Austin's Morning News

NY TIMES, THE EDITORIAL It would be hard to overstate the importance of yesterday’s ruling by the Supreme Court that the federal government has the authority to regulate the carbon dioxide and other greenhouse gases produced by motor vehicles. It is a victory for a world whose...
SYRACUSE, New York (AP) -- A school district violated a fourth-grader's constitutional rights to free speech and equal protection by refusing to allow her to distribute "personal statement" fliers carrying a religious message, a federal judge has ruled. The Liverpool Central...
By LISA SANDBERG Copyright 2007 Houston Chronicle Austin Bureau AUSTIN — Several prosecutors voiced concerns Monday about the release of 550 juveniles from Texas Youth Commission facilities beginning this week, saying the decision sets a bad example and could spark an increase...
Apr 1st 2007 1:09AM by David Knowles When George W. Bush took office, he and his wife quickly set about reversing what they saw as a glaring wrong committed by the Clintons. They restored a sense of "tradition" to the role of first lady. In other words, Mrs. Bush would steer...
By Jerry Seper THE WASHINGTON TIMES Two illegal aliens plan a multimillion-dollar civil rights lawsuit against a Texas deputy who was sentenced to prison over an April 2005 incident in which the lawman shot at an alien-smuggling vehicle that he said had just tried to run him...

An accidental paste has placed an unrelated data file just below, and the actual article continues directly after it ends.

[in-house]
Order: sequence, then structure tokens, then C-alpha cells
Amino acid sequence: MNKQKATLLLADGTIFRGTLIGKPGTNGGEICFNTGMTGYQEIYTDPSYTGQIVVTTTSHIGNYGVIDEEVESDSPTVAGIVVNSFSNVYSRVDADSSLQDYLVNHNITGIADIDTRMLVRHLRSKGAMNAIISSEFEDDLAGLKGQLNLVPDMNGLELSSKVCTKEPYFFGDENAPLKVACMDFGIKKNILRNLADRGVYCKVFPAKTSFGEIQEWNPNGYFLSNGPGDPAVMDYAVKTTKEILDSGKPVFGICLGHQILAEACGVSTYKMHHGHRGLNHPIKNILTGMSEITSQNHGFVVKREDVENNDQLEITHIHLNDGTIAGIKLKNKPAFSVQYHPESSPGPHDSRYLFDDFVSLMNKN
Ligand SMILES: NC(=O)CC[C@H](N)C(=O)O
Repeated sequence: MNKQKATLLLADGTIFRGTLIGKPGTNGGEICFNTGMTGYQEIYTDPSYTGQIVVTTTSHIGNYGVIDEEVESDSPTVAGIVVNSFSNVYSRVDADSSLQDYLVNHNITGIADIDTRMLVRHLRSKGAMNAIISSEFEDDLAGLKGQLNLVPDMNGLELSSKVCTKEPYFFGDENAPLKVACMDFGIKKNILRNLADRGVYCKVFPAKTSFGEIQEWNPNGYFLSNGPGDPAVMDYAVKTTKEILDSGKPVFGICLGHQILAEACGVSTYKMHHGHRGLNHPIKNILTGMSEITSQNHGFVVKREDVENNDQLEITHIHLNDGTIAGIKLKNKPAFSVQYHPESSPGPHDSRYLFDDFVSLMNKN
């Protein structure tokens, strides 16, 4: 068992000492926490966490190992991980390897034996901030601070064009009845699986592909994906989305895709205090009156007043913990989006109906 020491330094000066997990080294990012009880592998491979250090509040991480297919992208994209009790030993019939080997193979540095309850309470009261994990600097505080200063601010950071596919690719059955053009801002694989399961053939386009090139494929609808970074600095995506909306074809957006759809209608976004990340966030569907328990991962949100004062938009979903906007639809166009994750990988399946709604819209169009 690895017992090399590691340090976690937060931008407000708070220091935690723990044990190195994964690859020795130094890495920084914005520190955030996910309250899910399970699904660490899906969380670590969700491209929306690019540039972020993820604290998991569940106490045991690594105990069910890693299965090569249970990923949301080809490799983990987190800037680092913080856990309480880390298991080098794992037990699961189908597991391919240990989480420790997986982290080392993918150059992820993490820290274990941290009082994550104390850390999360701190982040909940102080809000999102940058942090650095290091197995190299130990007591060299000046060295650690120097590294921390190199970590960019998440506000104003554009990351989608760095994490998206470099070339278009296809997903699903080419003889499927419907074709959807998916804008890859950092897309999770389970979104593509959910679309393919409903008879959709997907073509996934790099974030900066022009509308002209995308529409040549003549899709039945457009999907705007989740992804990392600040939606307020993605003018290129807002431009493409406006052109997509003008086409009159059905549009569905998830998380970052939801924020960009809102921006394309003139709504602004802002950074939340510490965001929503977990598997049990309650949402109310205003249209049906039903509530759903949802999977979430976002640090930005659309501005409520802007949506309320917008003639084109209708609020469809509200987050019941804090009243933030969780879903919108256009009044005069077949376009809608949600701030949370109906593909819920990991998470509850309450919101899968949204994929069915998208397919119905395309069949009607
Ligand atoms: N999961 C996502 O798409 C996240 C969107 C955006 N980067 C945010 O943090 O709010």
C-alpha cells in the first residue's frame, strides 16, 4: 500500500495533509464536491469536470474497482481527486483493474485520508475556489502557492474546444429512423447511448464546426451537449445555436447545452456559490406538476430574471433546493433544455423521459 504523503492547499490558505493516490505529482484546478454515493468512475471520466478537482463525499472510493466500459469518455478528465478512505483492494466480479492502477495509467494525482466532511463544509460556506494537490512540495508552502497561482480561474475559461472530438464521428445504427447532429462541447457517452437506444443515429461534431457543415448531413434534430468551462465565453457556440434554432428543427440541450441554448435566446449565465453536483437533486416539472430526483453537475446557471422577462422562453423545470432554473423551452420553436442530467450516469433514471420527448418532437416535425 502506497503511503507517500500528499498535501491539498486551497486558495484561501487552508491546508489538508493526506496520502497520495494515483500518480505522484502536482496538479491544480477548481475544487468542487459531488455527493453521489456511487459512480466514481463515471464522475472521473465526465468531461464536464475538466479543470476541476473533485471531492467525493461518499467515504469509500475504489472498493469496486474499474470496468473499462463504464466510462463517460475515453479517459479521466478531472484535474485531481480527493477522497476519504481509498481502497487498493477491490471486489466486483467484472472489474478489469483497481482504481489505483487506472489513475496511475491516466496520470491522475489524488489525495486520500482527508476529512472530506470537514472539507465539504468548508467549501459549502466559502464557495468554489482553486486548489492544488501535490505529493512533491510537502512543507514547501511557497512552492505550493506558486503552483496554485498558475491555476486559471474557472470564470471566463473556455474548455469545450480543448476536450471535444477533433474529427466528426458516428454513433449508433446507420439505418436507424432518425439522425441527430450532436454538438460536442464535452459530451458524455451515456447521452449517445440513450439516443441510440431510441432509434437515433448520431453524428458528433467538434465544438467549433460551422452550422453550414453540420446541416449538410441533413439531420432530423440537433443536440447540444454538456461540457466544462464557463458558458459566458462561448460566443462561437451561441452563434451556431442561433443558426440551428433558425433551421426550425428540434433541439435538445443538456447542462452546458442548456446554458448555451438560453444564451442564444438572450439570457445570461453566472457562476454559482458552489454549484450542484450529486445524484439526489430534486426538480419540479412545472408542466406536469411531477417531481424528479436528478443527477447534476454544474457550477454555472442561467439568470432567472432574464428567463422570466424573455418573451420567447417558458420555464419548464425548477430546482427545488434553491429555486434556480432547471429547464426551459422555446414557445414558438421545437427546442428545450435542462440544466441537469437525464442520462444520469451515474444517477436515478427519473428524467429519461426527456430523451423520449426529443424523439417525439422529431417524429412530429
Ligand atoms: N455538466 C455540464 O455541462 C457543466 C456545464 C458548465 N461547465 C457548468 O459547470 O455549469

Ruth Campbell Staff Writer Midland Reporter-Telegram Texas House of Representatives to vote on bill today. A bill that would make sobriety checkpoints legal is up for its first public hearing in the Texas House of Representatives today. But the proposal may raise more questions...
By BILL PENNINGTON Published: March 31, 2007 For decades, they stood by safe and smiling, a fixture on America’s sporting sidelines. But today’s young cheerleaders, who perform tricks once reserved for trapeze artists, may be in more peril than any female athletes in the country...
They swab the cheeks of strangers and pluck hairs from corpses. They travel hundreds of miles to entice their suspects with an old photograph, or sometimes a free drink. Cooperation is preferred, but not necessarily required to achieve their ends. If the amateur genealogists of...
By Natalie Armstrong TORONTO (Reuters) - Bullies are no longer content to taunt their victims in the playground but are turning to cyberspace, according to Canadian researchers. They are using e-mail, text messaging and social networking sites in new forms of victimization...